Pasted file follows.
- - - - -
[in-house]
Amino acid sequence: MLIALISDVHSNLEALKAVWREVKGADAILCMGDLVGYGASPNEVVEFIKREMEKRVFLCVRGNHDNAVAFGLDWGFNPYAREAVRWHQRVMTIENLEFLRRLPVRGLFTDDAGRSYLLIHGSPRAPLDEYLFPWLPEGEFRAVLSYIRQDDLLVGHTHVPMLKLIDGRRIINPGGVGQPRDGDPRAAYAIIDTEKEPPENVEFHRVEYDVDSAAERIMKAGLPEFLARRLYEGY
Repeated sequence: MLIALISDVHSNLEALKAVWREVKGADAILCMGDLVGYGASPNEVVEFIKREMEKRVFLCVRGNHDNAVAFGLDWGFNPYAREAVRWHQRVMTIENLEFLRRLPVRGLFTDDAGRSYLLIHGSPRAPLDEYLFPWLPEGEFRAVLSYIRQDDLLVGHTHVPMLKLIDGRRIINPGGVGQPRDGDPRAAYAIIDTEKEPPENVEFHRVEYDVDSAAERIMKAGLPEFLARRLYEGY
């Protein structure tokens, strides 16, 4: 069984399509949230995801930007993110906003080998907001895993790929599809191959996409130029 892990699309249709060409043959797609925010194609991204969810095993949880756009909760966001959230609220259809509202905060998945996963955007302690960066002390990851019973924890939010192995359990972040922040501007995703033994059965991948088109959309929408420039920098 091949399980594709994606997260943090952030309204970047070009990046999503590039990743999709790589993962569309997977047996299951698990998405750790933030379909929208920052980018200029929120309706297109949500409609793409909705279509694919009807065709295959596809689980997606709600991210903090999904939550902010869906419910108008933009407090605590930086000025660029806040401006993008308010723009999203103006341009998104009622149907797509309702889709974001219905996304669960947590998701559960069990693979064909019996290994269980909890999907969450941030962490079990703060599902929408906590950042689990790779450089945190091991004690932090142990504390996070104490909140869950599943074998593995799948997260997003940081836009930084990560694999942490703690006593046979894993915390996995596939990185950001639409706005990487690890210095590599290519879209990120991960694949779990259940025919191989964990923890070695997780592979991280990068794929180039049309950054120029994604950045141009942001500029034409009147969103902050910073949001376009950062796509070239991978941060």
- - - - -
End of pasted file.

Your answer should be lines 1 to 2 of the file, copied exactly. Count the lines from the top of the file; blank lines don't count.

[in-house]
Amino acid sequence: MLIALISDVHSNLEALKAVWREVKGADAILCMGDLVGYGASPNEVVEFIKREMEKRVFLCVRGNHDNAVAFGLDWGFNPYAREAVRWHQRVMTIENLEFLRRLPVRGLFTDDAGRSYLLIHGSPRAPLDEYLFPWLPEGEFRAVLSYIRQDDLLVGHTHVPMLKLIDGRRIINPGGVGQPRDGDPRAAYAIIDTEKEPPENVEFHRVEYDVDSAAERIMKAGLPEFLARRLYEGY